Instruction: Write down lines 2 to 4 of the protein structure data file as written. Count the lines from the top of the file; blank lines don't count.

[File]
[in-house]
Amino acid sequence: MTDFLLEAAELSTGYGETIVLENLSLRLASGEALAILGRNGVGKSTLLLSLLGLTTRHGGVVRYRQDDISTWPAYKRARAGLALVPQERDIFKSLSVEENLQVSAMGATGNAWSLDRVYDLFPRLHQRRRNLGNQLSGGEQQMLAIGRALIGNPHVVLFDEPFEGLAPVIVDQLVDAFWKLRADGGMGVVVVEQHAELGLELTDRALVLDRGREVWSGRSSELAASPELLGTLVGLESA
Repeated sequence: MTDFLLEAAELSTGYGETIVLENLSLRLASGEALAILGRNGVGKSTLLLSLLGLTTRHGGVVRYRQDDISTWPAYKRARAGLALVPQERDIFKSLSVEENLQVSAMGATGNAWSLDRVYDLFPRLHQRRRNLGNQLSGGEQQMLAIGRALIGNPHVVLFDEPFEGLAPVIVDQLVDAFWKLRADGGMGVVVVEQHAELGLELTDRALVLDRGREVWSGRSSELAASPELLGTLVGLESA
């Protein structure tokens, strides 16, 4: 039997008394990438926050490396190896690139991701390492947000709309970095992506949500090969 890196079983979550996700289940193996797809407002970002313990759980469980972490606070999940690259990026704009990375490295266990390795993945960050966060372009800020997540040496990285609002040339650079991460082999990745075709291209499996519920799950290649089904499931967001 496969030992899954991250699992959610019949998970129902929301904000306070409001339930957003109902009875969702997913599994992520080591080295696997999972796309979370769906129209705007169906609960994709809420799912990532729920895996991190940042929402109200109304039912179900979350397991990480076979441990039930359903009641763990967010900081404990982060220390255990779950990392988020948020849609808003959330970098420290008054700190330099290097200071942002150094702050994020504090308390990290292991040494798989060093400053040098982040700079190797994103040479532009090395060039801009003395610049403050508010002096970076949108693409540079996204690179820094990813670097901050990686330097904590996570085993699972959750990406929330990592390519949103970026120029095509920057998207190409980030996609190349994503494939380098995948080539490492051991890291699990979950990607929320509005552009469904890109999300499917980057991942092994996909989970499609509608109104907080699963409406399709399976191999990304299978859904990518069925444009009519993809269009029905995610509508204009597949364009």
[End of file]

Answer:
Amino acid sequence: MTDFLLEAAELSTGYGETIVLENLSLRLASGEALAILGRNGVGKSTLLLSLLGLTTRHGGVVRYRQDDISTWPAYKRARAGLALVPQERDIFKSLSVEENLQVSAMGATGNAWSLDRVYDLFPRLHQRRRNLGNQLSGGEQQMLAIGRALIGNPHVVLFDEPFEGLAPVIVDQLVDAFWKLRADGGMGVVVVEQHAELGLELTDRALVLDRGREVWSGRSSELAASPELLGTLVGLESA
Repeated sequence: MTDFLLEAAELSTGYGETIVLENLSLRLASGEALAILGRNGVGKSTLLLSLLGLTTRHGGVVRYRQDDISTWPAYKRARAGLALVPQERDIFKSLSVEENLQVSAMGATGNAWSLDRVYDLFPRLHQRRRNLGNQLSGGEQQMLAIGRALIGNPHVVLFDEPFEGLAPVIVDQLVDAFWKLRADGGMGVVVVEQHAELGLELTDRALVLDRGREVWSGRSSELAASPELLGTLVGLESA
């Protein structure tokens, strides 16, 4: 039997008394990438926050490396190896690139991701390492947000709309970095992506949500090969 890196079983979550996700289940193996797809407002970002313990759980469980972490606070999940690259990026704009990375490295266990390795993945960050966060372009800020997540040496990285609002040339650079991460082999990745075709291209499996519920799950290649089904499931967001 496969030992899954991250699992959610019949998970129902929301904000306070409001339930957003109902009875969702997913599994992520080591080295696997999972796309979370769906129209705007169906609960994709809420799912990532729920895996991190940042929402109200109304039912179900979350397991990480076979441990039930359903009641763990967010900081404990982060220390255990779950990392988020948020849609808003959330970098420290008054700190330099290097200071942002150094702050994020504090308390990290292991040494798989060093400053040098982040700079190797994103040479532009090395060039801009003395610049403050508010002096970076949108693409540079996204690179820094990813670097901050990686330097904590996570085993699972959750990406929330990592390519949103970026120029095509920057998207190409980030996609190349994503494939380098995948080539490492051991890291699990979950990607929320509005552009469904890109999300499917980057991942092994996909989970499609509608109104907080699963409406399709399976191999990304299978859904990518069925444009009519993809269009029905995610509508204009597949364009």